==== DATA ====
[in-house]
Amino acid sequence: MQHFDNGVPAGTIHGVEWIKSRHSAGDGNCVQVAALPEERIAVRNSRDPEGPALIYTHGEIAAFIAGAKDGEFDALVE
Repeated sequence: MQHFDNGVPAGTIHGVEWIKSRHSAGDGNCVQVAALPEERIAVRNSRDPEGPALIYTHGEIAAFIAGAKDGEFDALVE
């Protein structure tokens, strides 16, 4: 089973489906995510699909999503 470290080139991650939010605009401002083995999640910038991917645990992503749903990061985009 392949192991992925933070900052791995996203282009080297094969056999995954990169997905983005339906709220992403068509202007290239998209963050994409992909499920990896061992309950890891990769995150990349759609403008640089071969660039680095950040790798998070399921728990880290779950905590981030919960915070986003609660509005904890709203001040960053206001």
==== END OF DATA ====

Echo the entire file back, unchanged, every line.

[in-house]
Amino acid sequence: MQHFDNGVPAGTIHGVEWIKSRHSAGDGNCVQVAALPEERIAVRNSRDPEGPALIYTHGEIAAFIAGAKDGEFDALVE
Repeated sequence: MQHFDNGVPAGTIHGVEWIKSRHSAGDGNCVQVAALPEERIAVRNSRDPEGPALIYTHGEIAAFIAGAKDGEFDALVE
């Protein structure tokens, strides 16, 4: 089973489906995510699909999503 470290080139991650939010605009401002083995999640910038991917645990992503749903990061985009 392949192991992925933070900052791995996203282009080297094969056999995954990169997905983005339906709220992403068509202007290239998209963050994409992909499920990896061992309950890891990769995150990349759609403008640089071969660039680095950040790798998070399921728990880290779950905590981030919960915070986003609660509005904890709203001040960053206001």